The Co-op Faces a Test of the Strength of its Opposition

Following his vote for Rep. Joseph Shekarchi to be the Democratic Party’s nominee for Speaker at Thursday evening’s House Caucus, the RI Political Cooperative announced on Twitter that it had booted Potter from its association of candidates and stripped references to him from its website.

There’s not really a term for this situation in American politics, but in British politics, you might call this “removing the whip,” where a rebellious politician is kicked out of the party. There was a pretty prominent example of it happening recently in the UK. It can have dire consequences, forcing politicians to gain access to the ballot without the resources of the party.

Now, in America, our political parties are not strong enough to do that. For instance, though quite a few RI House Democrats either skipped the meeting, abstained, or voted for the opposition candidate Liana Cassar, they will not be kicked out of the Democrats. That’s due to the nature of politics in America, where candidates essentially run on their own with a network of support, only really loosely affiliated with the parties.

The Co-op, by virtue of being a non-profit corporation, does have the ability to do that. It doesn’t have to associate with any candidate it doesn’t want to, and it doesn’t have to provide the services candidates might want to pay it for if they feel the candidate doesn’t align with their missions and value. And this particular play, denying politicians access to services, isn’t actually out of the norm for RI politics; I’ve heard stories of defiant legislators being refused service from campaign firms looking to stay in the good graces of legislative leadership.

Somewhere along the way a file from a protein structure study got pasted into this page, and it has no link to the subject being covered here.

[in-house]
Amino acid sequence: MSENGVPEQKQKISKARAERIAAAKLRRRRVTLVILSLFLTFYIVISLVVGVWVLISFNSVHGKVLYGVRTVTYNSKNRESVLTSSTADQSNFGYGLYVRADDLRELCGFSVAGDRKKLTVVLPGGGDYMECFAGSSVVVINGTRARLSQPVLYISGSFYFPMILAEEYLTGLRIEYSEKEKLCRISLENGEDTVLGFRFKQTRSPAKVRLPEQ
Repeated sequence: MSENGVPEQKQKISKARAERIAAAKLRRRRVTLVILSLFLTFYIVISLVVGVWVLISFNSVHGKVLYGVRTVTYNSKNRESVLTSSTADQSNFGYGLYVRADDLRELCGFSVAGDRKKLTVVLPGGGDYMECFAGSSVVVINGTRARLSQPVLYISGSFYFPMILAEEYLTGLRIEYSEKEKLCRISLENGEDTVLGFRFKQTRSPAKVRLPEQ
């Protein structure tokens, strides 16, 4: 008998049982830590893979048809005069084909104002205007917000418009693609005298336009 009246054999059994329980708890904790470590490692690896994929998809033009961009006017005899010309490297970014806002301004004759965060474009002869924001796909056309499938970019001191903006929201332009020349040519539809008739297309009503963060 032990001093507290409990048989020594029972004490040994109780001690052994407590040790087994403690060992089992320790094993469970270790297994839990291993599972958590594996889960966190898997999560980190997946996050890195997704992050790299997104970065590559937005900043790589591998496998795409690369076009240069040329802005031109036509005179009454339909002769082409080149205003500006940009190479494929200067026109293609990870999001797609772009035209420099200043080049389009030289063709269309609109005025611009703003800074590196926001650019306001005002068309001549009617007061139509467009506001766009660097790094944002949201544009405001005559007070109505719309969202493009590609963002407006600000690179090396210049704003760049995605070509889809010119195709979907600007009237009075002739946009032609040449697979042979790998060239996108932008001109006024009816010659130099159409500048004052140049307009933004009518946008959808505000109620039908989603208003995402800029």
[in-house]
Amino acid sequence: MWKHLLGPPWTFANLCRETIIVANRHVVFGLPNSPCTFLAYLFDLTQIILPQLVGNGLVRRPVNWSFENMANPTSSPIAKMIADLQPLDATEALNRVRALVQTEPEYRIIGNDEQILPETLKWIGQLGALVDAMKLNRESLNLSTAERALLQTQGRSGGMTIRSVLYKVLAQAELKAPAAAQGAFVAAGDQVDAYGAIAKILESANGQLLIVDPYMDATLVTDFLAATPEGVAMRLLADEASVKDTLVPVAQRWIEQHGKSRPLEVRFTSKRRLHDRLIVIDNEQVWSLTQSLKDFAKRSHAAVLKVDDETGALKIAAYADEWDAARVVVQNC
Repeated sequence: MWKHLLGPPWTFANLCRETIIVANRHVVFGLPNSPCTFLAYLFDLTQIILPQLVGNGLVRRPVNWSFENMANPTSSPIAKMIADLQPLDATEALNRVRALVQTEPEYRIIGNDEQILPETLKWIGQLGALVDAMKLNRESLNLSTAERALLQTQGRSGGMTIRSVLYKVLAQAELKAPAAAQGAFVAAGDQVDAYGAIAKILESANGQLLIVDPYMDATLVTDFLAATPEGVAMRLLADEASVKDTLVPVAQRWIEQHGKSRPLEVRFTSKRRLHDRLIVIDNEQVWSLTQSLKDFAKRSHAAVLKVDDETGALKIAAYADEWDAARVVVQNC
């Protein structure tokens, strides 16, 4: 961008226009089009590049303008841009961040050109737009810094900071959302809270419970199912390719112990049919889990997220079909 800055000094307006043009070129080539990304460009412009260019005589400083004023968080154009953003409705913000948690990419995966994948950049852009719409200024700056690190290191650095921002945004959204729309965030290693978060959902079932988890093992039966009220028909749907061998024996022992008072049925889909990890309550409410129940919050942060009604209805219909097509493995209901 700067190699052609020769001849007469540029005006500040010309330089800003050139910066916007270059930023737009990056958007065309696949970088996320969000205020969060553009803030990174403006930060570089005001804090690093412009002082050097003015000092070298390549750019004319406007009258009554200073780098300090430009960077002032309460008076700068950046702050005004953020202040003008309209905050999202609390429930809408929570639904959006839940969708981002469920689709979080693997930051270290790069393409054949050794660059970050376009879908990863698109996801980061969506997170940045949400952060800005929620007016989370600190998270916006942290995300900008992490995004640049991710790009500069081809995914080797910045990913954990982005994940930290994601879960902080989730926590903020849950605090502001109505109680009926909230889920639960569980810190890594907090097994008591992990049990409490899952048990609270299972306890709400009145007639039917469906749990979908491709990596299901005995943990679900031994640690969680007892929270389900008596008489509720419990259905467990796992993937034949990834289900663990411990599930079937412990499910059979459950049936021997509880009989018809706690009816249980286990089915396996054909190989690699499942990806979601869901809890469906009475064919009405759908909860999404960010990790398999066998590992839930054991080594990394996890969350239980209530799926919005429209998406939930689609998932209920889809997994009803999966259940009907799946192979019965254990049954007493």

The difference here is that the Co-op is emphatically not leadership, it’s not really in a position of power. It’s a fledgling opposition movement. And the problem that any opposition movement in RI faces is “how do you get a stick with which to thwack candidates into line in between elections?” Legislative leadership has plenty of sticks, like preventing passage of legislation or making one’s time in office as unpleasant as possible or the aforementioned blacklisting. But for those outside of leadership, there aren’t a lot of options.

In my read of the situation, what the Co-op project is doing is providing a bunch of carrots (the array of services it offers) and then using denial of those services (and the threat of a possible primary) as its stick. And, in a lot of ways, that’s what plenty of the Co-op’s peer organizations implicitly do as well.

You just don’t usually see such an open repudiation of a candidate from an extra-party organization like the Co-op. And for good reason; there are plenty of other organizations that Potter can likely turn to for support, and those organizations are all aware of that. There’s no guarantee that, having been repudiated by one progressive group, Potter won’t still be embraced by half a dozen other progressive groups that don’t agree with the Co-op’s strategic thinking.

But, since the Co-op appears to be trying to build a sustained opposition within the Democrats, this seems to me like a necessary move. It will be a test of how strong the Co-op genuinely is. A big question will be who pays the bigger price over this: Brandon Potter or the RI Political Cooperative?

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